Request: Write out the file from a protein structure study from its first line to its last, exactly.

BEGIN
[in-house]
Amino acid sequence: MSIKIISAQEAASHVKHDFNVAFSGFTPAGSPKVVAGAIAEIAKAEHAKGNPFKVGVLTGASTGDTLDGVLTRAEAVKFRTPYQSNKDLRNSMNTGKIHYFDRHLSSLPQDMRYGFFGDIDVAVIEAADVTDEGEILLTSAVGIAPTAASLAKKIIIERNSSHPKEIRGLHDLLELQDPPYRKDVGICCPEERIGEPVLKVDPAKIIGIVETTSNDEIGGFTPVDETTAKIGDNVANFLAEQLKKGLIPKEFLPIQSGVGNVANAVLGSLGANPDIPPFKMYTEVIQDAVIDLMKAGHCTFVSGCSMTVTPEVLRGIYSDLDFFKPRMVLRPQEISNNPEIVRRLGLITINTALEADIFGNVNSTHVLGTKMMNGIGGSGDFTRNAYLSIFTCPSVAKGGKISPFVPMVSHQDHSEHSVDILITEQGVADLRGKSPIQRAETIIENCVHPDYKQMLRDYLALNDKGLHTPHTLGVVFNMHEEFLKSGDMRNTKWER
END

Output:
[in-house]
Amino acid sequence: MSIKIISAQEAASHVKHDFNVAFSGFTPAGSPKVVAGAIAEIAKAEHAKGNPFKVGVLTGASTGDTLDGVLTRAEAVKFRTPYQSNKDLRNSMNTGKIHYFDRHLSSLPQDMRYGFFGDIDVAVIEAADVTDEGEILLTSAVGIAPTAASLAKKIIIERNSSHPKEIRGLHDLLELQDPPYRKDVGICCPEERIGEPVLKVDPAKIIGIVETTSNDEIGGFTPVDETTAKIGDNVANFLAEQLKKGLIPKEFLPIQSGVGNVANAVLGSLGANPDIPPFKMYTEVIQDAVIDLMKAGHCTFVSGCSMTVTPEVLRGIYSDLDFFKPRMVLRPQEISNNPEIVRRLGLITINTALEADIFGNVNSTHVLGTKMMNGIGGSGDFTRNAYLSIFTCPSVAKGGKISPFVPMVSHQDHSEHSVDILITEQGVADLRGKSPIQRAETIIENCVHPDYKQMLRDYLALNDKGLHTPHTLGVVFNMHEEFLKSGDMRNTKWER